Python hunt is over, but 3 get tagged, released back into wild

A Burmese python may be a huge, fat, lumbering beast of a constrictor snake, but it’s not easy to find in the wild.

Nearly 1,600 professional and amateur snake hunters recently stomped through Florida’s Everglades in the state’s first Python Challenge. They caught exactly 68 pythons out of the tens of thousands of Burmese pythons that are believed to have infested the Everglades since the early 1980s.


“They’re gosh-darned hard to find,” said Frank Mazzotti, a professor at the University of Florida who helped organize the month-long challenge, which ended Feb. 10. The contest is designed to raise public awareness of the pythons, an invasive species that crushes and eats native birds, mammals and reptiles. Most Burmese pythons are released pets.

Last month, two hunters turned their catches over to Mazzotti, who had two transmitters implanted into the pythons and into a third Burmese python that Mazzotti’s research team had captured. Mazzotti plans to track the three snakes before recapturing them in April, toward the end of mating season.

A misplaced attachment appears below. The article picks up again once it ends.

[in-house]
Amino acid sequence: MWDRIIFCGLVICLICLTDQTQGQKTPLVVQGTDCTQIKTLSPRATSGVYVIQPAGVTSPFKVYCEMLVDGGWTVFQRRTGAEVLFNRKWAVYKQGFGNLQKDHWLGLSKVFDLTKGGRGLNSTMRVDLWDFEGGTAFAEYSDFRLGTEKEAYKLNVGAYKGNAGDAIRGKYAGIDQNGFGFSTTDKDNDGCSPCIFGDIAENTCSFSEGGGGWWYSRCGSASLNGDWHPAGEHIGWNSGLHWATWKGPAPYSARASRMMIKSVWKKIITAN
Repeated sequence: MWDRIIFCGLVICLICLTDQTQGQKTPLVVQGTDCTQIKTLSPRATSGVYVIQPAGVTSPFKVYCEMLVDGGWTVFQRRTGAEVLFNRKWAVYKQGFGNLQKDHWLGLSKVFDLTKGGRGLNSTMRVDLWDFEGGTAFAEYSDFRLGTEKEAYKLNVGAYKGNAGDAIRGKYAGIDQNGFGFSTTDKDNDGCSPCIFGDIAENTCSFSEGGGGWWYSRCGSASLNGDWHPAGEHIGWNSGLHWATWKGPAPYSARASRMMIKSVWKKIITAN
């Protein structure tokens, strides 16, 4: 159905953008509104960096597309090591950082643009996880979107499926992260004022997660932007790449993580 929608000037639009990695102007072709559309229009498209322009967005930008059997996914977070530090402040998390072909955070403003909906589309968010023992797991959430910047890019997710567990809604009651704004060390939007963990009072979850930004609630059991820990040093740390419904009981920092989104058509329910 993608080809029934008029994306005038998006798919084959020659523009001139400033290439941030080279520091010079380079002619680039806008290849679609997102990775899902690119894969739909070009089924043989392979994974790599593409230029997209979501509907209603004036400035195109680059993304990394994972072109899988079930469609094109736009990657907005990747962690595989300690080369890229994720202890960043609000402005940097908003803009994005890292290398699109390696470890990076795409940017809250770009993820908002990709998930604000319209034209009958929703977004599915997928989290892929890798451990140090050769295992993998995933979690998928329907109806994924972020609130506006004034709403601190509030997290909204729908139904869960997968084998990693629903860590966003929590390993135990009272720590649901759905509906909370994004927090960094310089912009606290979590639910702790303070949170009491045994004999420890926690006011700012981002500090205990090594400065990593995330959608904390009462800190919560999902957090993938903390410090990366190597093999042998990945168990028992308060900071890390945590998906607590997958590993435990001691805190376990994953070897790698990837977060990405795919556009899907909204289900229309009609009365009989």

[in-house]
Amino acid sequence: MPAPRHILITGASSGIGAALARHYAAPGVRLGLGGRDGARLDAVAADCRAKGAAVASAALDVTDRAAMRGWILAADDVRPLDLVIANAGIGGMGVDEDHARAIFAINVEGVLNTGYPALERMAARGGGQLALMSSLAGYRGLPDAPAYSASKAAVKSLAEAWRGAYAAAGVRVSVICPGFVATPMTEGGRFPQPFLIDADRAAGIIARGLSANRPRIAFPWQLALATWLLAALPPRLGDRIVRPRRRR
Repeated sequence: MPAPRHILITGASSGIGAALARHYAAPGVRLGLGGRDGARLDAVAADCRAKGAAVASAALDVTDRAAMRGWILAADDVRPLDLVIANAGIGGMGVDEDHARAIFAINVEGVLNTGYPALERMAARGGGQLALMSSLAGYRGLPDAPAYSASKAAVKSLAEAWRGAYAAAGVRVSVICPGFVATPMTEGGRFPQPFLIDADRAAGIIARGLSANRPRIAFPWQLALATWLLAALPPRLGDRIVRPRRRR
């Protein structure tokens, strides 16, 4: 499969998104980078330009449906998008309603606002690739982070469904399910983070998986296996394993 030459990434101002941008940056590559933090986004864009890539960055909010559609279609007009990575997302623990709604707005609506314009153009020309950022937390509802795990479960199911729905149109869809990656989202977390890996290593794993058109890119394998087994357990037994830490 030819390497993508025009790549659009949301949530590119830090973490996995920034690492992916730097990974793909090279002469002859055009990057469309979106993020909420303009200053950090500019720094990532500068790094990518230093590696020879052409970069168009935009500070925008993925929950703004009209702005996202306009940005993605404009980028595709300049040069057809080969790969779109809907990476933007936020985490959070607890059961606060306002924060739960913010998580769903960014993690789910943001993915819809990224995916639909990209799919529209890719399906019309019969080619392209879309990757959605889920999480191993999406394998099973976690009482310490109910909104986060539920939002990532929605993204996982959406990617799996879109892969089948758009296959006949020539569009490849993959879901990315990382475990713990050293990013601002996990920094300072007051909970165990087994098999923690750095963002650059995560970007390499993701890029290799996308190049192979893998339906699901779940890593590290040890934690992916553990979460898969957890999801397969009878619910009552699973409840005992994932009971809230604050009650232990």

The idea is for the three male snakes to lead Mazzotti to breeding female snakes who can be captured and removed from the wild.

“The assignment for these three lads is to go find a girl -- an ovulating female, shall we say,” Mazzotti told the Los Angeles Times.

Without the transmitters, of course, Mazzotti would never be able to find the snakes. Their tan, blotchy skins provide excellent camouflage. They’re very skilled in hiding in water, tall grass and underground burrows.

During the contest, Mazzotti got a good laugh watching five hunters walk right past one of the transmitter-outfitted pythons, poking through ditches, high grass and swampy ground.

“They had their eyes on the ground, but the python was up in a tree,” Mazzotti said.

Those hunters who did find Burmese pythons were required under contest rules to mark the location with a GPS and to photograph the snakes. (The longest was 14 feet, 3 inches, earning its hunter a $1,000 prize). The captured snakes helped Mazzotti and other wildlife scientists learn more about the pythons’ habitats and movements within the Everglades.

“We learned a lot from the challenge -- it was well worth it, no matter how many pythons people actually caught,” Mazzotti said.

Under contest rules, the other 66 pythons captured by hunters were, as the contest website put it, euthanized. Most hunters used bullets to the brain, but a few used a sharp whack -- or whacks -- of a machete to cut off the head.

And what of the three transmitter-toting pythons -- an 11-footer and two others, eight to nine feet long? All three -- and their girlfriends -- will be euthanized.


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